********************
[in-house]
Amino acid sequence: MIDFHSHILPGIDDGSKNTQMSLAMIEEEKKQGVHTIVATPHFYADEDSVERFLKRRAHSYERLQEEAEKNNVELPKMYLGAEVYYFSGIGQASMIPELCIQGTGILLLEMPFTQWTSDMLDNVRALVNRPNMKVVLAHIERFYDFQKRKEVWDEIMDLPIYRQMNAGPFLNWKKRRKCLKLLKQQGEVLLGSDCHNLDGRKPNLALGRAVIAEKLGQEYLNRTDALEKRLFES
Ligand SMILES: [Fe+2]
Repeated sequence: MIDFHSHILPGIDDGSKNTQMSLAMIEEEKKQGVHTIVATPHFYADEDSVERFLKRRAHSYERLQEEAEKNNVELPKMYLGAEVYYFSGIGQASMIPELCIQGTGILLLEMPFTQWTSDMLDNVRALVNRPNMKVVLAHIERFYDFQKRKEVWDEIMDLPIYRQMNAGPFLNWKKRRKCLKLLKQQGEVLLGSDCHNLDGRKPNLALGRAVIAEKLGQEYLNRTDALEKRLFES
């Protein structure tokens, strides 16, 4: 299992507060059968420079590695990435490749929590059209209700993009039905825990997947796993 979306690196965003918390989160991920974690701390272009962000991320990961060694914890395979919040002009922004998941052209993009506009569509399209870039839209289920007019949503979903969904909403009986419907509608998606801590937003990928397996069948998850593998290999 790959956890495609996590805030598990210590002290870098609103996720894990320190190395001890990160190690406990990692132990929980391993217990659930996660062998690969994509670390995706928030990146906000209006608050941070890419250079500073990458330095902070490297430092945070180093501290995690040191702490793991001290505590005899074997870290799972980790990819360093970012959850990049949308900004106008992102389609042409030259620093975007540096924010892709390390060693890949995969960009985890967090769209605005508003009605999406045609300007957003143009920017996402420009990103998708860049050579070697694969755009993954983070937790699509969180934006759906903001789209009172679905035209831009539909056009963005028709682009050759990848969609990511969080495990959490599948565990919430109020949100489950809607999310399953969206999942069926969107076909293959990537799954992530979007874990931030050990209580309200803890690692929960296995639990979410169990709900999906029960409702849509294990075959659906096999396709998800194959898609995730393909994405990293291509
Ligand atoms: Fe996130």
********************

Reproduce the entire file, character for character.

[in-house]
Amino acid sequence: MIDFHSHILPGIDDGSKNTQMSLAMIEEEKKQGVHTIVATPHFYADEDSVERFLKRRAHSYERLQEEAEKNNVELPKMYLGAEVYYFSGIGQASMIPELCIQGTGILLLEMPFTQWTSDMLDNVRALVNRPNMKVVLAHIERFYDFQKRKEVWDEIMDLPIYRQMNAGPFLNWKKRRKCLKLLKQQGEVLLGSDCHNLDGRKPNLALGRAVIAEKLGQEYLNRTDALEKRLFES
Ligand SMILES: [Fe+2]
Repeated sequence: MIDFHSHILPGIDDGSKNTQMSLAMIEEEKKQGVHTIVATPHFYADEDSVERFLKRRAHSYERLQEEAEKNNVELPKMYLGAEVYYFSGIGQASMIPELCIQGTGILLLEMPFTQWTSDMLDNVRALVNRPNMKVVLAHIERFYDFQKRKEVWDEIMDLPIYRQMNAGPFLNWKKRRKCLKLLKQQGEVLLGSDCHNLDGRKPNLALGRAVIAEKLGQEYLNRTDALEKRLFES
């Protein structure tokens, strides 16, 4: 299992507060059968420079590695990435490749929590059209209700993009039905825990997947796993 979306690196965003918390989160991920974690701390272009962000991320990961060694914890395979919040002009922004998941052209993009506009569509399209870039839209289920007019949503979903969904909403009986419907509608998606801590937003990928397996069948998850593998290999 790959956890495609996590805030598990210590002290870098609103996720894990320190190395001890990160190690406990990692132990929980391993217990659930996660062998690969994509670390995706928030990146906000209006608050941070890419250079500073990458330095902070490297430092945070180093501290995690040191702490793991001290505590005899074997870290799972980790990819360093970012959850990049949308900004106008992102389609042409030259620093975007540096924010892709390390060693890949995969960009985890967090769209605005508003009605999406045609300007957003143009920017996402420009990103998708860049050579070697694969755009993954983070937790699509969180934006759906903001789209009172679905035209831009539909056009963005028709682009050759990848969609990511969080495990959490599948565990919430109020949100489950809607999310399953969206999942069926969107076909293959990537799954992530979007874990931030050990209580309200803890690692929960296995639990979410169990709900999906029960409702849509294990075959659906096999396709998800194959898609995730393909994405990293291509
Ligand atoms: Fe996130």